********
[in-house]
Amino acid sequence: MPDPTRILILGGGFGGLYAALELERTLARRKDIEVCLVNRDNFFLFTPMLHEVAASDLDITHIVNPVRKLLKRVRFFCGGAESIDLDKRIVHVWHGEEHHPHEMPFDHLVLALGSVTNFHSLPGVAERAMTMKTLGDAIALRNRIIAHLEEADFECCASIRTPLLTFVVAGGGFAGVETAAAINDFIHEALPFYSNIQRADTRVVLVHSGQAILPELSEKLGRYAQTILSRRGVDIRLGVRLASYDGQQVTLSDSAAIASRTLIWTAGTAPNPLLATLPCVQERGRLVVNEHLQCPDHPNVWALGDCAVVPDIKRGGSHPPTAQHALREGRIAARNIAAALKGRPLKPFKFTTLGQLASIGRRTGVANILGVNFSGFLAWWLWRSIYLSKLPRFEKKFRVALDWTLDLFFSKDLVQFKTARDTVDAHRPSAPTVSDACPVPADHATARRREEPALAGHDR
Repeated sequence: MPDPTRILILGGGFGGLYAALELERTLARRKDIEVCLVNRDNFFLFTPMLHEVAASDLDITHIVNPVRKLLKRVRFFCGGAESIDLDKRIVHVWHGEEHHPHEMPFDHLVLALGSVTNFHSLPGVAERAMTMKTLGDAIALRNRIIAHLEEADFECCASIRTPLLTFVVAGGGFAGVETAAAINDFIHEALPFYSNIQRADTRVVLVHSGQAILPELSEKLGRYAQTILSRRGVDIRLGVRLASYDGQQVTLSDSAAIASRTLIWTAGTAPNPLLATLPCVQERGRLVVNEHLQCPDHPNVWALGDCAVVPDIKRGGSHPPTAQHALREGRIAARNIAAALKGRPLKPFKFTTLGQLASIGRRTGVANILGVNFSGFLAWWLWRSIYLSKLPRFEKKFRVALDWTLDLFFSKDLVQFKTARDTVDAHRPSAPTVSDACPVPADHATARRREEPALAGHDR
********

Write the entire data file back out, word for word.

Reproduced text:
[in-house]
Amino acid sequence: MPDPTRILILGGGFGGLYAALELERTLARRKDIEVCLVNRDNFFLFTPMLHEVAASDLDITHIVNPVRKLLKRVRFFCGGAESIDLDKRIVHVWHGEEHHPHEMPFDHLVLALGSVTNFHSLPGVAERAMTMKTLGDAIALRNRIIAHLEEADFECCASIRTPLLTFVVAGGGFAGVETAAAINDFIHEALPFYSNIQRADTRVVLVHSGQAILPELSEKLGRYAQTILSRRGVDIRLGVRLASYDGQQVTLSDSAAIASRTLIWTAGTAPNPLLATLPCVQERGRLVVNEHLQCPDHPNVWALGDCAVVPDIKRGGSHPPTAQHALREGRIAARNIAAALKGRPLKPFKFTTLGQLASIGRRTGVANILGVNFSGFLAWWLWRSIYLSKLPRFEKKFRVALDWTLDLFFSKDLVQFKTARDTVDAHRPSAPTVSDACPVPADHATARRREEPALAGHDR
Repeated sequence: MPDPTRILILGGGFGGLYAALELERTLARRKDIEVCLVNRDNFFLFTPMLHEVAASDLDITHIVNPVRKLLKRVRFFCGGAESIDLDKRIVHVWHGEEHHPHEMPFDHLVLALGSVTNFHSLPGVAERAMTMKTLGDAIALRNRIIAHLEEADFECCASIRTPLLTFVVAGGGFAGVETAAAINDFIHEALPFYSNIQRADTRVVLVHSGQAILPELSEKLGRYAQTILSRRGVDIRLGVRLASYDGQQVTLSDSAAIASRTLIWTAGTAPNPLLATLPCVQERGRLVVNEHLQCPDHPNVWALGDCAVVPDIKRGGSHPPTAQHALREGRIAARNIAAALKGRPLKPFKFTTLGQLASIGRRTGVANILGVNFSGFLAWWLWRSIYLSKLPRFEKKFRVALDWTLDLFFSKDLVQFKTARDTVDAHRPSAPTVSDACPVPADHATARRREEPALAGHDR